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Mandarin

Discussion in 'The Lounge - Off Topic' started by Fergal1982, Jan 9, 2008.

  1. Fergal1982

    Fergal1982 Petabyte Poster

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    Well, I just signed away a big chunk of my wallet (allright, only £92 quid. but it feels like a lot at the moment) for Mandarin classes at the Uni.

    Its a 10 week course, running 6-8 on Thursdays. Should be fun (I hope).

    Mandarin is a Tonal system (The tone of voice you say it in determines the meaning), so a massive switch from our system of language. It has four tones:

    1. A High, even tone
    2. A Raising tone
    3. A Lowering tone
    4. A Tone that initially lowers, then raises at the end.

    Sounds crazy, but should be interesting at the very least.

    hmmm...... wonder if these courses count towards a degree, i was about 60 credits short on a non-designated when i dropped out....:hhhmmm

    ps - how strange, my Rep is the same as my year of birth/name!
     
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  2. tripwire45
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    tripwire45 Zettabyte Poster

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    I'm a linguistic moron so I can only envy you. My daughter speaks (in addition to English) Hebrew and Japanese and is working on German so she is the linguistic "genius" of the family. Good luck in your pursuits. Sounds challenging.
     
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  3. Theprof

    Theprof Petabyte Poster Forum Leader

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    It does sound like an interesting language to learn, it's going to be a challenge too. :twisted:Good luck.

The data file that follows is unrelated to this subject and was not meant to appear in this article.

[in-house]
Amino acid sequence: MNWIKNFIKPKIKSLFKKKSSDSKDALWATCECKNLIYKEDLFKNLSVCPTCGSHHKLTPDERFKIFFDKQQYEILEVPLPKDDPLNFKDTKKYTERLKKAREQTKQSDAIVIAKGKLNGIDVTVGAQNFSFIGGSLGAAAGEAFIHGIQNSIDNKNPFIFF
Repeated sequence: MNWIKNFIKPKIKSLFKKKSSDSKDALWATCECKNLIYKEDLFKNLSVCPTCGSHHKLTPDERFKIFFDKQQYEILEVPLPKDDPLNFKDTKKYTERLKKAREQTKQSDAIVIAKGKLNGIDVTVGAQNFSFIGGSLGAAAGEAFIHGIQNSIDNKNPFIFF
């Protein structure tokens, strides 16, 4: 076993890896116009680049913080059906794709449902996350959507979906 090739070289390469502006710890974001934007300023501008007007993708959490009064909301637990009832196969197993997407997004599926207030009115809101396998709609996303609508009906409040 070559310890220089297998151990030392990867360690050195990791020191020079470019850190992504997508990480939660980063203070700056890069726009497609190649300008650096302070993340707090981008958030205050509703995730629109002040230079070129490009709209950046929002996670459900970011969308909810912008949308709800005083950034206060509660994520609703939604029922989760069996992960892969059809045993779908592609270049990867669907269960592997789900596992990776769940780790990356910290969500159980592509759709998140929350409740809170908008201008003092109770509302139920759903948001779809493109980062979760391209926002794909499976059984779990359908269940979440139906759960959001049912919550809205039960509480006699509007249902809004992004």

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  4. Rover977

    Rover977 Byte Poster

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    Yeah, I've heard here in Scotland they've been pushing this language quite a lot, in schools and in adult learning classes, I'm not quite sure why. What use are they saying it'll be for you?

    Its fun to learn a language though, eg I learned some basic Ukrainian from a web site recently - each language has its own sounds and intonations.

    If you go into a Chinese takeaway after the pub one night astonish your mates or girlfriend (and the guy behind the counter) by stating your order in Mandarin!
     
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  5. Fergal1982

    Fergal1982 Petabyte Poster

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    Yeah, I never really took to french at school. Although Im not sure how much of that was because I wasnt interested, and how much was because I was inept.

    Wont know till I try at any rate.
     
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  6. BosonMichael
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    Let me know if you need any assistance, Fergal. You can use me to practice on, if you wish.

    When writing in text-based Pinyin, tone 3 is the "low tone" (which raises only slightly at the end), and tone 4 is the "falling tone", the one that... well... falls. :D So I believe you've got tones 3 and 4 numbered backward. No big deal... you've got the essence of the four tones down. Just wanted you to know which is which if you see something like mei3 versus mei4.

    There's also the rare "neutral tone", which doesn't really have a tone... for words like "ma" for asking a question, "ba" for presuming something, and "le" to indicate past tense or change in status. As the neutral tone doesn't really have a tonal sound, it's not considered a "fifth tone".
     
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  7. Fergal1982

    Fergal1982 Petabyte Poster

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    Cheers mike. I may well need the help. I figure writing in pinyin will help with learning the words too, to start with. Although eventually I want to upgrade to writing in proper chinese.

    Maybe I need a chinese penpal.....
     
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  8. BosonMichael
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    Isn't that I just offered to be for you? ;)

    Learning Mandarin was my job for a year while in the Army... 6 hours a day, 5 days a week, plus "homework", for 47 weeks. Native Chinese teachers, and you could only speak Chinese during that time. You can guess whether I was fluent after 47 weeks. ;)